PARIS, NOV. 12 -- More than 100,000 French high school students, backed by parents and teachers in their demand for more government spending on schools, took to the streets of the capital today in the biggest demonstration yet of a burgeoning grass-roots campaign for higher-quality education.
The massive march across central Paris from the Place de la Bastille toward the fashionable Champs Elysees was orderly for the most part, but several hundred participants broke away from the vast throng about two hours after it set out and smashed windows, looted stores, set fire to cars and attacked policemen with rocks and bottles.
At that point, French authorities ordered the demonstrators to disperse as police moved in to suppress the violence with tear gas and water cannon. The turbulence continued into the evening, leaving at least 40 police officers and an unknown number of demonstrators injured. Authorities said about 20 youths were arrested.
Despite the turmoil, a number of student leaders were able to meet separately with President Francois Mitterrand and Education Minister Lionel Jospin, and they said afterward that they received a sympathetic hearing of their demands.
Following the meetings, Jospin announced that an "emergency plan" to improve education and safety in the schools would be put into effect, but he provided no details.
Jospin, who is considered the government's second-ranking minister and who was filling in today for traveling Prime Minister Michel Rocard, had announced recently that the education budget would be raised 9 percent in the coming year to $43 billion, surpassing the country's defense outlay.
But student leaders had complained that such program funding would take years to show results and have been demanding an immediate increase in the number of teachers and other personnel to improve the quality of instruction and counteract a rising level of indiscipline and physical violence in public schools.
Today's huge rally -- and smaller similar gatherings in cities throughout France -- culminated weeks of swelling student demonstrations protesting poor security, cramped classrooms and a shortage of teachers that seem to have taken the government completely by surprise. While the outburst has shown no sign of producing widespread urban paralysis -- as occurred more than two decades ago when violent student protests drove president Charles de Gaulle from power -- the momentum of the campaign and the history of such discontent spreading to key economic sectors clearly has the Socialist government worried.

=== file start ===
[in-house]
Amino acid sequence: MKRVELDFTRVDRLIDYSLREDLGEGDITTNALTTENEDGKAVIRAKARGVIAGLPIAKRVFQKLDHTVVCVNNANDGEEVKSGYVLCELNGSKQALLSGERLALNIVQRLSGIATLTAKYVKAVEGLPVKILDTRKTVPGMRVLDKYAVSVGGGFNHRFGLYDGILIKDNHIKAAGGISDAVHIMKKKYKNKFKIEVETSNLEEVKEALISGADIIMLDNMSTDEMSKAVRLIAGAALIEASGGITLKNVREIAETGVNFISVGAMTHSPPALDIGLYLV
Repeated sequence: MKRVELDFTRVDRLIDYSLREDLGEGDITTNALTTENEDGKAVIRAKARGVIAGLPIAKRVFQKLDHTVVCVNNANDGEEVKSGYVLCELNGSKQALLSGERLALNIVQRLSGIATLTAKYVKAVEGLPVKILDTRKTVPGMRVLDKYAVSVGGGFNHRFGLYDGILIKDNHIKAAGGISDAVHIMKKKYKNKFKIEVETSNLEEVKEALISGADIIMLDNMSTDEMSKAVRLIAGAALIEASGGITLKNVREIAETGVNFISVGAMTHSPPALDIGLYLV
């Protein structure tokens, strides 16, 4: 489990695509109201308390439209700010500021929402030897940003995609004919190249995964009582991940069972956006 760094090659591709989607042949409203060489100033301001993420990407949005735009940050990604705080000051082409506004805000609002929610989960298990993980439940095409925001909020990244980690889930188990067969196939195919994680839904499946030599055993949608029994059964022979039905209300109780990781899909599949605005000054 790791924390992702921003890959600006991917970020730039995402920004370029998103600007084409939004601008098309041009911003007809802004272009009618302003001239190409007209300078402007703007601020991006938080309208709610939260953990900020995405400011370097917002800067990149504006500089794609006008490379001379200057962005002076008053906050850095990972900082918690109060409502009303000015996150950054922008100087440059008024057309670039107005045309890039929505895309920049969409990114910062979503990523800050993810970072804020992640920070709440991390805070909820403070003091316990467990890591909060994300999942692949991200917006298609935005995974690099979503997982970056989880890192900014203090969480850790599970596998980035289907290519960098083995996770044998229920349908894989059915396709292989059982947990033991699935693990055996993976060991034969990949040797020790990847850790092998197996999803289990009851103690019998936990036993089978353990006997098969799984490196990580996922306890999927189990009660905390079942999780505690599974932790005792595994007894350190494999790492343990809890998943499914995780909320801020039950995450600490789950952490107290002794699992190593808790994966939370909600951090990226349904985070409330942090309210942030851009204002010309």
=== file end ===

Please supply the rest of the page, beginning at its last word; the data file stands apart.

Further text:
But unlike the 1968 rebellion, which was bathed in Marxist ideology as middle-class students renounced their privileged upbringing and joined workers in assailing bourgeois ethics, the current turmoil has been instigated by youths from lower-class, often immigrant families who seek economic success and escape from suburban ghettos through higher education.
Despite the already high levels of public spending on education, the number of new teachers and facilities has not kept up with the soaring numbers of students, many of whom began to camplain loudly in recent months about what they view as the deteriorating quality of education brought on by insufficient resources.
A series of minor student strikes and protest rallies against crowded and unsafe school conditions quickly snowballed several weeks ago after a 15-year-old girl was raped by four youths in a high school lavatory in the Parisian working-class suburb of St. Ouen. Since then, protesting students have been joined by their parents and teachers in demanding immediate action by the government to improve the system.
At today's Paris march, some protesters carried placards urging the government to use money earmarked for the French military effort in the Persian Gulf to hire new teachers and supervisors for their schools. About 8,000 French troops have been dispatched to the gulf since Iraq invaded Kuwait three months ago.
Mitterrand, who launched his second seven-year term in 1988 proclaiming that he, like President Bush, wanted to make education his top priority, expressed support for "all demands bringing more democracy to the schools." A presidential spokesman said Mitterrand told a group of 20 student leaders that their demands for more state spending on schools "deserve to be considered as quickly as possible."
Nasser Ramdan, one of the students who organized today's march and who met with Mitterrand, said the president was unequivocal in his support for the student demands. "It's now up to Rocard's government to fulfill its responsibilities," he said.